It started out with a small group of like-minded people coming together nearly 40 years ago to share their common interest for all things in model engineering.
But it has turned into quite the journey and a runaway success for the enthusiasts of the Lancaster and Morecambe Model Engineering Society who continue to delight fellow hobbyists and families from their own miniature railway and station at Cinderbarrow, near Carnforth.
This month, dedicated volunteers of the society helped mark 50 years since the end of mainline steam engines on British Railways with an open day displaying model steam locomotives both steaming and static.
Every Sunday and Bank Holiday from March through to October, the members run their miniature trains at Cinderbarrow picnic site just off Tarn Lane, Yealand Redmayne.
Trustee Andrew Dunn, who took an interest in model engineering when he retired, and has been a member for four years, says: “Some people come from far and wide to see the small locomotives at Cinderbarrow.
“We have local families who come quite regularly and older people who just like to come and watch too.
“Our members volunteer for the running days. There are around 30 of them and like me very much enjoy giving visitors a ride around the railway.
“We have around 75 members in all and model engineering is what they do and are very good at, we have people with very good skill-sets, some don’t deal with locomotives at all but the Cinderbarrow Railway is very much a big part to keeping us going.”
The ground-level ‘ride-on’ track can accommodate models in 3 1/2”, 5” and 7 1/4” gauges. The landscaped circuit at the picnic area and clubhouse were built with the group’s resources and with the help of the donations of the many people who enjoyed riding the trains.
Formed in 1979, by model engineer enthusiast Karl Latimer, a group was quickly established and initially the then 20 members met monthly and had exhibitions of their models.
Three years later, the society was offered the use of a field at Steamtown in Carnforth, where using mostly scrap metals scavenged from around the site, they built a ground level miniature railway.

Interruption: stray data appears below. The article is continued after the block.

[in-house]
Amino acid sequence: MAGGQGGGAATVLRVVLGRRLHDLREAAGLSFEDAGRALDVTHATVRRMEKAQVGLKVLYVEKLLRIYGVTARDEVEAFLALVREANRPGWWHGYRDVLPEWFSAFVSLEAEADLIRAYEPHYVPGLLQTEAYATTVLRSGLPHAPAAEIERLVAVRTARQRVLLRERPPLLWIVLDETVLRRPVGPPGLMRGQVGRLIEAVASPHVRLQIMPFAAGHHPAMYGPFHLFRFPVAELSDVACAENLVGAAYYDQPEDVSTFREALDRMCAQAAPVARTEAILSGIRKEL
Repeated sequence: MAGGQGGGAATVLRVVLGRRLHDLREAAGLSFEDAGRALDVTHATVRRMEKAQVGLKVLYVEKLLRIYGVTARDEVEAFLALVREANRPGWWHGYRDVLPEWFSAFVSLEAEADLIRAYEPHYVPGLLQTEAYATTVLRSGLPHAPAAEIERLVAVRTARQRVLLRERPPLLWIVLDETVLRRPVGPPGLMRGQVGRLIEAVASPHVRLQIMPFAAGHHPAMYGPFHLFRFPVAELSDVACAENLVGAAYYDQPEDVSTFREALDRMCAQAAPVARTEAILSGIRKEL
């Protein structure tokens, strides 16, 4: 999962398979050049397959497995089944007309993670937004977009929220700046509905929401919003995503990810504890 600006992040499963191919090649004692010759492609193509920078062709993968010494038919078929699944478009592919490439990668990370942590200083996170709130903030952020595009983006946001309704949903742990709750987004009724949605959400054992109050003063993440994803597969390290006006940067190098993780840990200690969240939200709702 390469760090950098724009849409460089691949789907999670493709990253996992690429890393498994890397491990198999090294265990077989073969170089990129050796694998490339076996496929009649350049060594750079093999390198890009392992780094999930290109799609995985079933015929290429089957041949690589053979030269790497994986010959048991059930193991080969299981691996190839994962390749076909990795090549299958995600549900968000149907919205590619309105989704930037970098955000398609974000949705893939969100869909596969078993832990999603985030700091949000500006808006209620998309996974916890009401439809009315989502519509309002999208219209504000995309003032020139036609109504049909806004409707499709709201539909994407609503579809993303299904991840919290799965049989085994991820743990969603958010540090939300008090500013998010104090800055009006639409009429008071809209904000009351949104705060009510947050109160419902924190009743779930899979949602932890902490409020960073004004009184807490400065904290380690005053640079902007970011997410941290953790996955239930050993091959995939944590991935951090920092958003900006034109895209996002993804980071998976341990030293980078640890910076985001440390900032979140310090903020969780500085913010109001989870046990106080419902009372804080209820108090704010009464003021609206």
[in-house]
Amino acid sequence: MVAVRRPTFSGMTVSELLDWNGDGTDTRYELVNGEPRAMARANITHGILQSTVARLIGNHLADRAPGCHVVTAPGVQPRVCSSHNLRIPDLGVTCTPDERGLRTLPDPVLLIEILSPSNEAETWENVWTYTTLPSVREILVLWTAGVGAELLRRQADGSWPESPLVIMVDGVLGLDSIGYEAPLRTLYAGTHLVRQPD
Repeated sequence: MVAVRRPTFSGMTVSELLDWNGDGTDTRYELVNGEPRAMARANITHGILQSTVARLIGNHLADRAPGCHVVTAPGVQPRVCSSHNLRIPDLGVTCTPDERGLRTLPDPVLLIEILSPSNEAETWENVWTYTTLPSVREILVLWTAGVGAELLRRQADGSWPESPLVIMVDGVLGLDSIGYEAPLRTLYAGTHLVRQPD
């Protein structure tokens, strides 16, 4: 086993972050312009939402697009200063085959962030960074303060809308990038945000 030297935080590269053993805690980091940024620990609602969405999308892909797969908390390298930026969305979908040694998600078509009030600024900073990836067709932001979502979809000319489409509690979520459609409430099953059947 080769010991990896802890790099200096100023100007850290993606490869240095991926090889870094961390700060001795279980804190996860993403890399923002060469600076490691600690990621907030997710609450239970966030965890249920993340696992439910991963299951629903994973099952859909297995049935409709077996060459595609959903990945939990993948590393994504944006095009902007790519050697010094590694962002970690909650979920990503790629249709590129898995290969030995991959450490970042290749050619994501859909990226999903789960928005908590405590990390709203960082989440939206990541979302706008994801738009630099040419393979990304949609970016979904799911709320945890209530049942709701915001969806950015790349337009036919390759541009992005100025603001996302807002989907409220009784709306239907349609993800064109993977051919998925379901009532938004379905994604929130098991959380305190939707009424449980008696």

With a little wooden clubhouse to meet in, the first track opened in 1985 for members to operate their own locomotives and rolling stock and also allowing visitors of Steamtown the opportunity to enjoy this added attraction.
In 1996, the society took a new course with the closure of Steamtown to the public. The group re-routed to their present location at Cinderbarrow picnic site, just off the A6, and opened officially in October 2000.
At the start of the year, the society was given charity status and the trustees are in talks with Lancashire County Council for a long-term lease on the Cinderbarrow site and have plans to develop a new carriage house.
Andrew adds: “We have never charged visitors, Cinderbarrow runs on donations but that income is very much what helps to keep us going.
“We also do work with other organisations and put on days for people with learning difficulties and they are very much enjoyed, we also use the venue for hire for parties too, which helps with the maintenance and running costs.
“Our charity charter is an opportunity to work more with the community and as well providing enjoyment, we hope to inspire more to get involved with developing their engineering skills.”
The society is always seeking to extend their reach and open to new members.
Interests span all aspects of engineering in miniature from quarter size steam traction engines to clocks, military vehicles to civilian boats, motor vehicles to barn engines, among others.
For more information on the group visit http://www.lmmes.co.uk and on Facebook